Maeve Dermody as Vera Claythorne

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The say that love turns us all into monsters, and none know this better than Vera Claythorne, a former governess whose romantic entanglement ended in bloody disaster. 

Her history is chequered, but there’s also lot in her character to admire. Australian actress Maeve Dermody clearly relished the chance to play this multi-dimensional survivor. “She’s really strong,” Dermody explains. “What has happened in the past would destroy most people but she is there carrying on.”

Maeve is fairly new to British screens but you might have seen her before in the 2007 horror film Black Water.


Toby Stephens as Dr Edward Armstrong

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Solace for sorrow is often found at the bottom of a glass, a fact to which Edward is no stranger. This doctor-turned-drunk is another mental casualty of The Great War whose life has continued to spiral downwards.

We shouldn’t, however, judge too harshly according to actor Toby Stephens. “He’s just one of those people you meet initially and think he’s a horrible man,” explains Stephens. “He’s sort of priggish, arrogant, smug, slightly conceited and then you realise actually he’s this tragic character that because of his past has been ruined.”

Toby Stephens is a stage and screen actor who has won praise for his sterling performance as Coriolanus at the Royal Shakespeare Company, though most will more likely recognise him as Gustav Graves in the James Bond film Die Another Day.


Noah Taylor as Rogers

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Butlers don’t tend to fare well in crime fiction, either as the victims or the villains, so be sure to keep a keen eye on Rogers. Courteous and respectful in public whilst plotting his own machinations in the background, this man’s duplicity makes him a less-than-perfect caretaker. 

He’s a nasty piece of work according to the actor behind the bow tie, Noah Taylor, who describes his character as “frustrated and bitter with his lot in life” much to the detriment of his “poor long-suffering wife Ethel.”

Taylor’s is a face known on both sides of the Atlantic, but Americans and Brits alike will likely remember him as the man who lopped off Jamie Lannister’s right hand in Game of Thrones.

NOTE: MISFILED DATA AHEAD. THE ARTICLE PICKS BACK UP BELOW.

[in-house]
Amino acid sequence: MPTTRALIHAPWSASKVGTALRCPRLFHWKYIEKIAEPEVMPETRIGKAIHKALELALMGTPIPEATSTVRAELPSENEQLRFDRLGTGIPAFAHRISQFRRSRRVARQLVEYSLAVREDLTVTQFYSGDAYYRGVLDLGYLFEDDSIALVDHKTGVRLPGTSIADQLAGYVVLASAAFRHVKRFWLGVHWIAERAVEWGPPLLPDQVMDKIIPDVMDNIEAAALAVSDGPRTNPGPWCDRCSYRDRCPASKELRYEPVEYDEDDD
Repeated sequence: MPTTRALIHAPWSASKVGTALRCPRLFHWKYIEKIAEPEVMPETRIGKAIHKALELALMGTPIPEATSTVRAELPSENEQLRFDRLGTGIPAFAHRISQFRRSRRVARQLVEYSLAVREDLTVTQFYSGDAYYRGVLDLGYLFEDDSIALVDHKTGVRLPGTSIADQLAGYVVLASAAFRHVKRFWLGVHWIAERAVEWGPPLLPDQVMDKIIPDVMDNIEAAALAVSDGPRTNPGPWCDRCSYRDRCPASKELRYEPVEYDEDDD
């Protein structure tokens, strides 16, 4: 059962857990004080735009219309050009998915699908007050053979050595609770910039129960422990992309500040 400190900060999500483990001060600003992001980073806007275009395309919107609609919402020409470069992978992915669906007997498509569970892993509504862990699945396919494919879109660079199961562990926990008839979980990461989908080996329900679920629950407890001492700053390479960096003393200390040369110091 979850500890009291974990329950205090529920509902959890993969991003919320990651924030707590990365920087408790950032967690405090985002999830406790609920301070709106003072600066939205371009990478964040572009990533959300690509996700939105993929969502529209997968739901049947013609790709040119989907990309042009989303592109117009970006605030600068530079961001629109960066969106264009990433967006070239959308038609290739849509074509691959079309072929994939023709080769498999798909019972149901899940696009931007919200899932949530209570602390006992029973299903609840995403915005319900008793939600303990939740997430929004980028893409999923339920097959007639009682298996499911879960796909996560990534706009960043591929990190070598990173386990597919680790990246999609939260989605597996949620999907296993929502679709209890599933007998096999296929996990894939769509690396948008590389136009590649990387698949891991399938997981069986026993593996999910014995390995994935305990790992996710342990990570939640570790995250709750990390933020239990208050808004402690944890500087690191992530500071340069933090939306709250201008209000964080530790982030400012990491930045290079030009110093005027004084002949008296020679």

Ethel Rogers

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Said ‘long suffering wife’ is Ethel the housekeeper. Years of living under her husband’s yoke have reduced her to a nervous husk who shies away from daylight. “She’s cowed by life, dedicated to her job but very scared of her husband” explains Anna Maxwell Martin who plays Ethel.

It’s not just her husband she has to contend with, it’s her conscience, as the Rogers’ sins go beyond the daily domestic torture of their existence.

Last year Maxwell Martin was busy in a production of King Lear in which she played the torturer rather than the tortured by assuming the role of Regan. Her previous credits include the film Philomena, Alan Partridge, and Midsomer Murders.


Douglas Booth as Anthony Marston

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What most interests actor Douglas Booth about his character is that “he is truly unaware of his secret, of his darker side because he is just so thoughtless, so uncaring and self-centred”. If he were real, we’d take great pleasure in not bringing him home to meet our mum.

Marston exists on the cusp of what will eventually become an obnoxious form of youth culture but sadly he’s somewhat ahead of the curve. Maybe we won’t feel quite so bad if and when he eventually meets the chopping block.

Douglas Booth has previously worked with the scriptwriter of And Then There Were None, Sara Phelps, on her adaptation of Great Expectations, and jumped at the chance to do so again. In recent years he’s starred in the sci-fi epic Jupiter Ascending as well as the biblical film Noah, alongside Russell Crowe.

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And Then There Were None will air on BBC1 at 9pm on Boxing Day